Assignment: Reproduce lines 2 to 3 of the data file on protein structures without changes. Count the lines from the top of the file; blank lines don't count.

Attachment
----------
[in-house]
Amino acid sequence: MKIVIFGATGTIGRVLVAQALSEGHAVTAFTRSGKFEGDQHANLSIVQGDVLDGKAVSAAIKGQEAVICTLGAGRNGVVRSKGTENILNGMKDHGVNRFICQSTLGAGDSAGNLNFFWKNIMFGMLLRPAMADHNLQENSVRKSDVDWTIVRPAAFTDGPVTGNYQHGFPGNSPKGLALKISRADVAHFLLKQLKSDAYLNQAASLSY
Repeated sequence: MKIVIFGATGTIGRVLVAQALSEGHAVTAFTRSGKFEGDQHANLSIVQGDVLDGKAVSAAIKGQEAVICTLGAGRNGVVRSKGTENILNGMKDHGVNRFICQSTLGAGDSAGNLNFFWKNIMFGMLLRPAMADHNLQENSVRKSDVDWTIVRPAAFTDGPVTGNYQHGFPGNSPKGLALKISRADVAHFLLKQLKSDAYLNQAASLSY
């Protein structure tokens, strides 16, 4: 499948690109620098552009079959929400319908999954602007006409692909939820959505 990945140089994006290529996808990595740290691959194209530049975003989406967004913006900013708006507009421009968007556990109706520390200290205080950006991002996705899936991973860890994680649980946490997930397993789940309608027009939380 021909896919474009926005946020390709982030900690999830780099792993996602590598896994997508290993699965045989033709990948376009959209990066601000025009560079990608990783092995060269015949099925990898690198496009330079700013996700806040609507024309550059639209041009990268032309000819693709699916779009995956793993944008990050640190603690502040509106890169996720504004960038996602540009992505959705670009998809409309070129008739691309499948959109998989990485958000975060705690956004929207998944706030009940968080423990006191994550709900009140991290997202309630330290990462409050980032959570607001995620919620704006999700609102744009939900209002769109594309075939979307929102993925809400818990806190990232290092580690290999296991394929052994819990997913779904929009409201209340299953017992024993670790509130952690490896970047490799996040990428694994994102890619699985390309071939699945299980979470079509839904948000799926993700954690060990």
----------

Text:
Amino acid sequence: MKIVIFGATGTIGRVLVAQALSEGHAVTAFTRSGKFEGDQHANLSIVQGDVLDGKAVSAAIKGQEAVICTLGAGRNGVVRSKGTENILNGMKDHGVNRFICQSTLGAGDSAGNLNFFWKNIMFGMLLRPAMADHNLQENSVRKSDVDWTIVRPAAFTDGPVTGNYQHGFPGNSPKGLALKISRADVAHFLLKQLKSDAYLNQAASLSY
Repeated sequence: MKIVIFGATGTIGRVLVAQALSEGHAVTAFTRSGKFEGDQHANLSIVQGDVLDGKAVSAAIKGQEAVICTLGAGRNGVVRSKGTENILNGMKDHGVNRFICQSTLGAGDSAGNLNFFWKNIMFGMLLRPAMADHNLQENSVRKSDVDWTIVRPAAFTDGPVTGNYQHGFPGNSPKGLALKISRADVAHFLLKQLKSDAYLNQAASLSY